3. Submitted by Pat Terry on 06/24/2016 - 08:39 am.


    I’ll give you credit for mentioning the problems with the reformers, but it’s not a fix. If you delve into the funders for a lot of education reform groups, you will see they are funded by right-wing, anti-LGBT, anti-immigration groups/people. If you want to be taken at your word that you are acting in good faith, you have to stop taking their money. Having Wal-Mart pay their workers more would do more to solve the achievement gap than anything they spend in this area.

  4. Submitted by David Brauer on 06/24/2016 - 11:16 am.

    Lyndale school

    This is slightly larger than a nit, but why only Kingfield white parents vis a vis Lyndale School? It’s also the community school for East Harriet, the wealthier whiter neighborhood to our west. I’d be curious which neighborhood sends a higher percentge of kids to Lyndale.

    By the way, Lyndale was our daughter’s favorite elementary school. It literally changed her life for the better. Great teachers, true integration, much respect. I’d encourage any parent to consider it; my experience and district stats show kids progress by more than a year no matter their circumstances. It walks the talk.  

  5. Submitted by Peggy Reinhardt on 06/24/2016 - 12:00 pm.

    Excellent article

    Required reading for everyone who cares about kids and education in Minneapolis. Stop the fighting for position and power and get into the schools to learn what it takes in today’s non-white, multi-cultural, multi-language world. It isn’t about money or funding but about walking in the shoes of non-white families who bear the brunt of the achievement gap; focus on the kids and their needs.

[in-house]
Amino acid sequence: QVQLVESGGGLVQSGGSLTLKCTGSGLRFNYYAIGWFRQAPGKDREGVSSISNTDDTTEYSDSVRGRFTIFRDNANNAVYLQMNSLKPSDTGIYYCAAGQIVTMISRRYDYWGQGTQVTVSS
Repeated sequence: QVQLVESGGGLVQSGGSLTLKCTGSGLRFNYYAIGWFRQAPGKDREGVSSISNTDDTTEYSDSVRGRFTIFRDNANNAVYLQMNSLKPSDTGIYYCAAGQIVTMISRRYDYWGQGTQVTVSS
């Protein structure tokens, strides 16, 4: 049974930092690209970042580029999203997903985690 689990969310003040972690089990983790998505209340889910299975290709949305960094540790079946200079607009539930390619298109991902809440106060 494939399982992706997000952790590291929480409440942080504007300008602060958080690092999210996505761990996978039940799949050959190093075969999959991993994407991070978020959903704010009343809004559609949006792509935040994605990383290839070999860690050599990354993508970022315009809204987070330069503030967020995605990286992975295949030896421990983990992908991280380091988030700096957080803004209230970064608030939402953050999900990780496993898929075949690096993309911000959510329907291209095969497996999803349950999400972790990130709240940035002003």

I am a volunteer tutor at Jefferson and Whittier schools and have great admiration for the teachers and staff who daily make extra-ordinary efforts to teach children and communicate with their families. All the best to the new superintendent in maneuvering past adult agendas and articulating the different educational needs of white and non-white children.

  6. Submitted by Douglas Bremer on 06/24/2016 - 03:23 pm.

    No mention of parenting…

    You did not mention parenting, crime, drug and alcohol abuse in the home, or any of the dozens of personal responsibility issues that are truly the heart of all of these problems.
    Ignoring these and throwing money at the problems will not solve them. We’ve seen the largest transfer of wealth from rich to poor that has ever occurred in history, and yet we still have problems that our politicians and educators wring their hands over. Blaming them is not a solution.

    • Submitted by Pat Terry on 06/24/2016 - 04:43 pm.


      We’ve actually seen the biggest transfer of wealth from the poor and middle class to the rich.

      • Submitted by Douglas Bremer on 06/24/2016 - 07:06 pm.

        How so? Federal income taxes are 4.2 trillion, state and local are 2.4 trillion.
        Medicare, subsidized housing, food stamps, energy assistance, the list goes on and on. All of these programs are paid for by the American people; including public education. ~ In 2015, over 59 million Americans will receive almost $870 billion in Social Security benefits.